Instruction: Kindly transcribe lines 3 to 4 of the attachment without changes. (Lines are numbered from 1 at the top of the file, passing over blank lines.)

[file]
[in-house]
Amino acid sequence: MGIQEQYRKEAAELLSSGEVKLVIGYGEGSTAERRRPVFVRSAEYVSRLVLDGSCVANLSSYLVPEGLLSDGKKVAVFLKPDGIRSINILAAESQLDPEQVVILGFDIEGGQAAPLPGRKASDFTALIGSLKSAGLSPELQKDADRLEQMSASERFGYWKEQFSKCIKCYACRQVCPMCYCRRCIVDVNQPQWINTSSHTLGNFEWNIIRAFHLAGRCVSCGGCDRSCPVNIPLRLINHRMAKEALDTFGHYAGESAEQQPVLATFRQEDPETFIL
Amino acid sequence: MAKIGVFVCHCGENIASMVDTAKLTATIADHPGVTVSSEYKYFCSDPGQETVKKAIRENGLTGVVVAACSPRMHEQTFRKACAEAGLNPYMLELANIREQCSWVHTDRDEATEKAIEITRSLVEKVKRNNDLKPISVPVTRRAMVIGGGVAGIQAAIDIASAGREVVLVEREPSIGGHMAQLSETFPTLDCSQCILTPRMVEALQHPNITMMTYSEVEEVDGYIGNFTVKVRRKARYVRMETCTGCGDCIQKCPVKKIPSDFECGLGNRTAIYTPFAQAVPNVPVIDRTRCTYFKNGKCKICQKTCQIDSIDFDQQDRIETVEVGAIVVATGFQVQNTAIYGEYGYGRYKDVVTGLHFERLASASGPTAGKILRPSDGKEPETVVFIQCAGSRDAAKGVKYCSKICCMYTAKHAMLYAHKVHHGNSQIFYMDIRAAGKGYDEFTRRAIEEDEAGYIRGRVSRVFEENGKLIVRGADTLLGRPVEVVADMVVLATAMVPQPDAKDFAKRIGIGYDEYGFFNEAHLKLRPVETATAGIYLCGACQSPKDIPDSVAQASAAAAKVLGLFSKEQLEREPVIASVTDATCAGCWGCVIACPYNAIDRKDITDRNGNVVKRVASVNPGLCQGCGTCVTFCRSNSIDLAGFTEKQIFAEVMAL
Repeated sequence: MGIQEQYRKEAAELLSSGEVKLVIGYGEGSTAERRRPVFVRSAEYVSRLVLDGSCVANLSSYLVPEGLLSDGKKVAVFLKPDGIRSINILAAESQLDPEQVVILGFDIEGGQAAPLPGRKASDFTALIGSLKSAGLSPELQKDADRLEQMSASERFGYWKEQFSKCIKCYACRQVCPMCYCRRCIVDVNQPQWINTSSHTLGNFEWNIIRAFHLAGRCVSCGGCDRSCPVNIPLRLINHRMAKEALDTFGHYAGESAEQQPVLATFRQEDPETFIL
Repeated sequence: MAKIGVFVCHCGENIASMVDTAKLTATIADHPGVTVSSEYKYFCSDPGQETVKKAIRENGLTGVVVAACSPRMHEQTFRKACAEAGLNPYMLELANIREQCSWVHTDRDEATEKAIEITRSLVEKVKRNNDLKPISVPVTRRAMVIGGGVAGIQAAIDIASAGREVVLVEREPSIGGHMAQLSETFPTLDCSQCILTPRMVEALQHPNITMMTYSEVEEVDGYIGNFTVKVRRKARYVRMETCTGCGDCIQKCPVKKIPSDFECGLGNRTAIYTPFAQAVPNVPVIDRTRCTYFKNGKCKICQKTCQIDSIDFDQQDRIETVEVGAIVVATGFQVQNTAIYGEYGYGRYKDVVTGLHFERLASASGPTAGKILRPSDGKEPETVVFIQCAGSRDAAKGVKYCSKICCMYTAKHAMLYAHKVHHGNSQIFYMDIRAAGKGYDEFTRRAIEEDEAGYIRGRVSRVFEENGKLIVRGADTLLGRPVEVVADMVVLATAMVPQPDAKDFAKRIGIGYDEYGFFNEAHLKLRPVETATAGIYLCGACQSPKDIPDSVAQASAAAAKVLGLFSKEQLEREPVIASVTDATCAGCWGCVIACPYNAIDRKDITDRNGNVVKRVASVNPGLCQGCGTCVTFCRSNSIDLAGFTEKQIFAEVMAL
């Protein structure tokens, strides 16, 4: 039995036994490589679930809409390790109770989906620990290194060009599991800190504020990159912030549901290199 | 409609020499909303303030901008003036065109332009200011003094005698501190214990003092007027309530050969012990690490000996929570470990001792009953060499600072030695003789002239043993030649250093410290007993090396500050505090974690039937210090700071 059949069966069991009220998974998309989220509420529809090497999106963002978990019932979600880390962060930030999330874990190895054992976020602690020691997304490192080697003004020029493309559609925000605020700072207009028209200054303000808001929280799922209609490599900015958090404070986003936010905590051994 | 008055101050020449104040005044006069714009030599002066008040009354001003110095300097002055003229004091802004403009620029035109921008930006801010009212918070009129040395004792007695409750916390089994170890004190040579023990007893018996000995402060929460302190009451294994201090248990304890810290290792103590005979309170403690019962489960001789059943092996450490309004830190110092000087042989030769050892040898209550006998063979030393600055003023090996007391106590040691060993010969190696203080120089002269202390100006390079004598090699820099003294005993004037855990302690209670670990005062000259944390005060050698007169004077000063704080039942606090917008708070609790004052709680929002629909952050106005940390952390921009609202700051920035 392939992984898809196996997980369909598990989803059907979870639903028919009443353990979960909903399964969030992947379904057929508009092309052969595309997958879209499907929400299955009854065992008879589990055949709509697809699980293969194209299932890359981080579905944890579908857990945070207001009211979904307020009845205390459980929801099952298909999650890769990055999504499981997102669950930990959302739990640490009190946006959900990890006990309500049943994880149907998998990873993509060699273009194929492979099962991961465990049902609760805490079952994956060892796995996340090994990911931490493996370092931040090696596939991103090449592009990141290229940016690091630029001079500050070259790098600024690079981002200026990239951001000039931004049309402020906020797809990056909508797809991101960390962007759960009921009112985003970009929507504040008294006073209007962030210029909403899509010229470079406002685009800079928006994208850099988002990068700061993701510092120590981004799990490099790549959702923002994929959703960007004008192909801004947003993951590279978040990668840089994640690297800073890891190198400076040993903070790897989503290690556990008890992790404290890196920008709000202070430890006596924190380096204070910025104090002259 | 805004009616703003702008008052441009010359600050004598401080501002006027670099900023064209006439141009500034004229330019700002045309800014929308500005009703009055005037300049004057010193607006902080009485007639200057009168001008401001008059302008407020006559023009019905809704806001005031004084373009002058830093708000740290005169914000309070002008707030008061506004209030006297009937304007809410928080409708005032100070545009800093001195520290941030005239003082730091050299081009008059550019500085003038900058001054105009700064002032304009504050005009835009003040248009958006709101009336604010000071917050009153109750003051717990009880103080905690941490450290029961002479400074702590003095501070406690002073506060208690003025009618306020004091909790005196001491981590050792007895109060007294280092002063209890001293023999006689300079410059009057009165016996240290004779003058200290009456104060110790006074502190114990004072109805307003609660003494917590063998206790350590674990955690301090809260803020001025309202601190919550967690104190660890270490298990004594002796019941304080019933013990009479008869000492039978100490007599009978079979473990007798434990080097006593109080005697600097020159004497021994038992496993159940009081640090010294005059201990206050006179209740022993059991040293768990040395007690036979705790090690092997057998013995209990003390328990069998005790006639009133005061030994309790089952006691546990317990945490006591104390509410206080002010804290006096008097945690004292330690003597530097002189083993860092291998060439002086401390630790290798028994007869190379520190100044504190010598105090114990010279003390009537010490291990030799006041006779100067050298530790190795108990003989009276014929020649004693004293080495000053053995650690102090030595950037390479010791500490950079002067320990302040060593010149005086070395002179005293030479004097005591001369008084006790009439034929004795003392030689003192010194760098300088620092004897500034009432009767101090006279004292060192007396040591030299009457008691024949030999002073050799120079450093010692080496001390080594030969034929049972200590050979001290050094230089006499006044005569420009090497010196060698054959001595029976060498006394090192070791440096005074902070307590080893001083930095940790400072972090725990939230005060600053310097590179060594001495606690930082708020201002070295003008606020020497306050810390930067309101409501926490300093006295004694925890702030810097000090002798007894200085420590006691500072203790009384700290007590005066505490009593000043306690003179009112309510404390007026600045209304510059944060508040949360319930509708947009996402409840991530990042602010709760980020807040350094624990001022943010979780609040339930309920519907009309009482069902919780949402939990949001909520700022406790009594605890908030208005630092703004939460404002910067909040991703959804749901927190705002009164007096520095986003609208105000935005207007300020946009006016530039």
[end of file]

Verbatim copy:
Amino acid sequence: MAKIGVFVCHCGENIASMVDTAKLTATIADHPGVTVSSEYKYFCSDPGQETVKKAIRENGLTGVVVAACSPRMHEQTFRKACAEAGLNPYMLELANIREQCSWVHTDRDEATEKAIEITRSLVEKVKRNNDLKPISVPVTRRAMVIGGGVAGIQAAIDIASAGREVVLVEREPSIGGHMAQLSETFPTLDCSQCILTPRMVEALQHPNITMMTYSEVEEVDGYIGNFTVKVRRKARYVRMETCTGCGDCIQKCPVKKIPSDFECGLGNRTAIYTPFAQAVPNVPVIDRTRCTYFKNGKCKICQKTCQIDSIDFDQQDRIETVEVGAIVVATGFQVQNTAIYGEYGYGRYKDVVTGLHFERLASASGPTAGKILRPSDGKEPETVVFIQCAGSRDAAKGVKYCSKICCMYTAKHAMLYAHKVHHGNSQIFYMDIRAAGKGYDEFTRRAIEEDEAGYIRGRVSRVFEENGKLIVRGADTLLGRPVEVVADMVVLATAMVPQPDAKDFAKRIGIGYDEYGFFNEAHLKLRPVETATAGIYLCGACQSPKDIPDSVAQASAAAAKVLGLFSKEQLEREPVIASVTDATCAGCWGCVIACPYNAIDRKDITDRNGNVVKRVASVNPGLCQGCGTCVTFCRSNSIDLAGFTEKQIFAEVMAL
Repeated sequence: MGIQEQYRKEAAELLSSGEVKLVIGYGEGSTAERRRPVFVRSAEYVSRLVLDGSCVANLSSYLVPEGLLSDGKKVAVFLKPDGIRSINILAAESQLDPEQVVILGFDIEGGQAAPLPGRKASDFTALIGSLKSAGLSPELQKDADRLEQMSASERFGYWKEQFSKCIKCYACRQVCPMCYCRRCIVDVNQPQWINTSSHTLGNFEWNIIRAFHLAGRCVSCGGCDRSCPVNIPLRLINHRMAKEALDTFGHYAGESAEQQPVLATFRQEDPETFIL